• Sat. Jun 15th, 2024

Generators Of Monsters


Nov 17, 2022

Many people are ignorant of the subject of poverty especially the types of poverty such as mental, moral, and material poverty. People are more familiar with material poverty, which is less catastrophic and disastrous than mental and moral poverty and the odious, obnoxious and punitive effects of poverty of wealth or resources. The indisputable fact is that citizens, nations, regions and the entire world suffer from material poverty as a result of moral and mental poverty. There is no denying the fact that the thriving and blooming of moral poverty and mental poverty generates other social problems for humanity. One pernicious and painful effect is the generation and creation of monsters, machiavellians, manipulators, mediocrities and malevolent actors as leaders, governors, legislators, employers, preacher, professionals, citizens, traders and so on.

Before we profoundly delve into the cynosure of this composition, it is imperative to provide wee background information as well as workable and germane definitions of some terms relevant to our comprehension of the issue under examination. For academic reasons, it is absolutely fitting to give a good definition of poverty. According to Gillin and Gillin in Sociology by C.N.S. Rao (2012, P.581) “Poverty is that condition in which a person either because of inadequate income or unwise expenditures does not maintain a scale of living high enough to provide for the physical and mental efficiency and to enable him and his natural dependants to function usefully according to the standard of society of which he is a member.” According to the British Encyclopedia, “Poverty is the state of one who lacks a usual or socially acceptable amount of money or material possessions”. The definitions above are insular or parochial as they focus unilaterally on material poverty, which is not our basic problem. A better and relatively all-inclusive definition is given by the United Nations: this defines poverty as “entailing more than the lack of income and productive resources to ensure sustainable livelihoods; its manifestations include hunger and malnutrition, limited access to education and other basic services, social discrimination and exclusion as well as the lack of participation in decision (making)”.

Poverty is not basically material poverty; it also includes mental or intellectual poverty, moral or ethical poverty, and so on. There are inferences we can draw or deduce from the resources of the world and those who are beneficiaries. Firstly, we need to look at the world from the stand point of development. Countries of the world are classified as More Economically Developed Countries (MEDCs), and these countries have 20% of the world’s population and own and enjoy 80% of the world’s wealth/resources, what they basically get from Africa, South America and the Middle East. We also have other countries called Less Economically Developed Countries (LEDCs), the poorer countries of the southern hemisphere, basically South America, Africa and Asia. These countries have 80% of the world’s population, own over 80% of the world’s resources or wealth but paradoxically and ironically enjoy only 20% of the world’s wealth or resources. The LEDCs have over 80% of the world’s wealth, but remain grossly under-developed or undeveloped, while others with less than 30% of the world’s resources are developed and enjoy over 80% of the world’s wealth. This is a sorry and shameful state for the LEDCs, Africa inclusive. The foundations of this are mental and moral poverty.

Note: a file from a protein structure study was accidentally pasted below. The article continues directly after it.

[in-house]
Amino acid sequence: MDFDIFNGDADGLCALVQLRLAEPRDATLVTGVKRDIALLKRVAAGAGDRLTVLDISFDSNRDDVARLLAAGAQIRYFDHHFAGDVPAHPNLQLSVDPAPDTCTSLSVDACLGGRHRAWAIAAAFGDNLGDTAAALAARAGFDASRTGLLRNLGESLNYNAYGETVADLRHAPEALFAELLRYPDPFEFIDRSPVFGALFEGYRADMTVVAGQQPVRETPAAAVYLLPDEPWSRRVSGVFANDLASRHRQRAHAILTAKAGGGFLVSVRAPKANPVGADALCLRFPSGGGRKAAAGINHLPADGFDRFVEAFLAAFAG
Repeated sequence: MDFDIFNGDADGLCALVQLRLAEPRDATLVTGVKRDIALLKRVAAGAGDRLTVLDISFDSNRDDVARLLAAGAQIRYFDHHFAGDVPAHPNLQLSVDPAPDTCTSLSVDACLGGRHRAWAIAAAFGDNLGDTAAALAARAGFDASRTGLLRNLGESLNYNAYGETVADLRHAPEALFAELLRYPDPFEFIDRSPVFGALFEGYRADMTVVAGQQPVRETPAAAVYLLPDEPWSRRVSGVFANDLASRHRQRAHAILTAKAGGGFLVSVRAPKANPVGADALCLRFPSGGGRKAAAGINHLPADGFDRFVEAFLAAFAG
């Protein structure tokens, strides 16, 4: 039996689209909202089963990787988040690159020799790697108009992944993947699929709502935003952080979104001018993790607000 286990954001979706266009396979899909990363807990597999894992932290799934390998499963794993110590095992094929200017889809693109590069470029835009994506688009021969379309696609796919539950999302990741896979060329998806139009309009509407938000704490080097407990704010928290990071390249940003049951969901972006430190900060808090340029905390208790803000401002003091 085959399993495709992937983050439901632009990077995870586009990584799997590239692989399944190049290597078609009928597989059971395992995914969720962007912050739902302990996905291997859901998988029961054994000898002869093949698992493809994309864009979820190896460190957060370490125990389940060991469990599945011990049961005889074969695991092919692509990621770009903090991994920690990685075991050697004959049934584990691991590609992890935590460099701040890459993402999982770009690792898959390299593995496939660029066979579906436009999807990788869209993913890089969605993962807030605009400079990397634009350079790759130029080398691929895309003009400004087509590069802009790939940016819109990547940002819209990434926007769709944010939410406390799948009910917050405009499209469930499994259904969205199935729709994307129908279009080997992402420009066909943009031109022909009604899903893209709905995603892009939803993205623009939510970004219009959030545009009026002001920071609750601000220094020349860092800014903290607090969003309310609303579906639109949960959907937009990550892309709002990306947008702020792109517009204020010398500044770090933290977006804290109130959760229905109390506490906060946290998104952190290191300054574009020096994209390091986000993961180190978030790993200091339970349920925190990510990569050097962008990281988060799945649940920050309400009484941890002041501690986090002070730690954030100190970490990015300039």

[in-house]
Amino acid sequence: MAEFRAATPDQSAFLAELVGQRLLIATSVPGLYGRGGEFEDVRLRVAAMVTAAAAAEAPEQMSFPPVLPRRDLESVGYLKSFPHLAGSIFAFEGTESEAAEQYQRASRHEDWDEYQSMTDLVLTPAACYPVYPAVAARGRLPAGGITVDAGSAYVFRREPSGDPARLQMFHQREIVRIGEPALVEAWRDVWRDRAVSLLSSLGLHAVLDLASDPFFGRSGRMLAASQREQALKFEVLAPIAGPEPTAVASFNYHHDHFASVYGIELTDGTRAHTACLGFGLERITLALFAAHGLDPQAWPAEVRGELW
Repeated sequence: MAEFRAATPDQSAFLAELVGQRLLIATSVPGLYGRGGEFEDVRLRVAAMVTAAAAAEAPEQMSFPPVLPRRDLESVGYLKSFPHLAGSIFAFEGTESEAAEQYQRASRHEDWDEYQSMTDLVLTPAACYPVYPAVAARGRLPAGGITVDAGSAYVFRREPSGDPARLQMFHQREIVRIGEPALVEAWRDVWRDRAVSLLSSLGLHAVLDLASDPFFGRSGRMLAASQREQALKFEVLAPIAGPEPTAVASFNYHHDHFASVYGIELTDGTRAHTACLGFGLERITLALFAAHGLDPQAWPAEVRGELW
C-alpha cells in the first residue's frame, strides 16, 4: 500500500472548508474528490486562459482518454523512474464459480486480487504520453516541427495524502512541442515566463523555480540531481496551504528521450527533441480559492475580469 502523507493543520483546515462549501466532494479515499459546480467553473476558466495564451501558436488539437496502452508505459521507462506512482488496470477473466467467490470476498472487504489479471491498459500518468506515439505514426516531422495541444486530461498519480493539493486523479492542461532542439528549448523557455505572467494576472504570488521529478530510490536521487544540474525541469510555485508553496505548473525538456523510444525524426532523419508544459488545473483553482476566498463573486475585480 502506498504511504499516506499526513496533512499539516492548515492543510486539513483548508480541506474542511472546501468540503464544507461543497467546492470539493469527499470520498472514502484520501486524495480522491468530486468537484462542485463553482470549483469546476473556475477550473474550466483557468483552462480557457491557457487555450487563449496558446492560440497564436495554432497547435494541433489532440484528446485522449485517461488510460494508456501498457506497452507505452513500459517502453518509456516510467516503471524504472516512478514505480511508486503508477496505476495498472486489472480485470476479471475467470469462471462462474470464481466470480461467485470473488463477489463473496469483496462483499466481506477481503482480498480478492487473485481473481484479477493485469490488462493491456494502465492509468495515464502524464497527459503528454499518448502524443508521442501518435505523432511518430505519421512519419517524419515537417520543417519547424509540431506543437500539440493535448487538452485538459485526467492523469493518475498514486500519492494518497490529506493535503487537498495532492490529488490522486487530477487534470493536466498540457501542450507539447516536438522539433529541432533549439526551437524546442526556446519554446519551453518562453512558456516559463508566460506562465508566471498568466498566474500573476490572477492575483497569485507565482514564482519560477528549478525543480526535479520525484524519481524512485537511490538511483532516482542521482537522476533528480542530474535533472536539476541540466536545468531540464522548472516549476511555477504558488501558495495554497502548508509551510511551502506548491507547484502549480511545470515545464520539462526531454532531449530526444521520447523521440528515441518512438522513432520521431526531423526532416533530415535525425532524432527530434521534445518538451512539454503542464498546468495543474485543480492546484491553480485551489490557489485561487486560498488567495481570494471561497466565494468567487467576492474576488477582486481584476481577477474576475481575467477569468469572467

According to Palmer and Perkins (2002, P, 504) “Africa does have great sources of hydroelectric power, mostly untapped as yet and it is the chief source of many vital materials. It supplies 98% of the world’s industrial diamonds, 80% of the cobalt, 75% of the sisal, 70% of the palm oil, over 50% of the gold, 25% of the manganese, and 20% of the copper and tin. Furthermore, it has substantial amounts of uranium, especially in the Congo and in South Africa, but Africa or most of it is referred to as the underdeveloped world, and most of the people are poor. Without the raw materials of Africa, the Western world would be in a vulnerable position indeed”. This is indeed a pitiable situation for Nigeria, particularly and for Africa in general. To encapsulate the ignoble and opprobrious situation of Africa, John Gunther noted, “Africa is not only vital for what it already has, but is incomparably the greatest potential source of wealth awaiting development in the world.” This means Africa holds the key to grand global development due to its copious natural resources. Unfortunately, Africa, despite its plenitudinous and profitable resources, Africa remains backward, undeveloped, uneducated and overly poor. A continent with a population of about 1.3 billion as of 2008, Africa’s development is hampered by gross and crass moral and mental poverty.

Nigeria is a lucidly ludicrous picture and case study of Africa. A country with a population of 206.1 million people according to 2020 World Bank report, mortality rate of 34.25 deaths per 100 population, life expectancy of 55.44 years (2020), infant mortality of 56.220 deaths per 1000 live births, literacy rate of 62.02%; purchasing power parity of 5250.00 USD in 2022 and over 95.1 million people is plagued by extreme poverty as of 2022 World Bank Report; Nigeria is grappling and punished by poverty alarmingly and needlessly. This means that we have about half of the population of the country crushed and caged by extreme poverty. According to the World Bank prediction, more Nigerians will fall into extreme poverty, and this poverty has diverse social, economic, political and personal causes.

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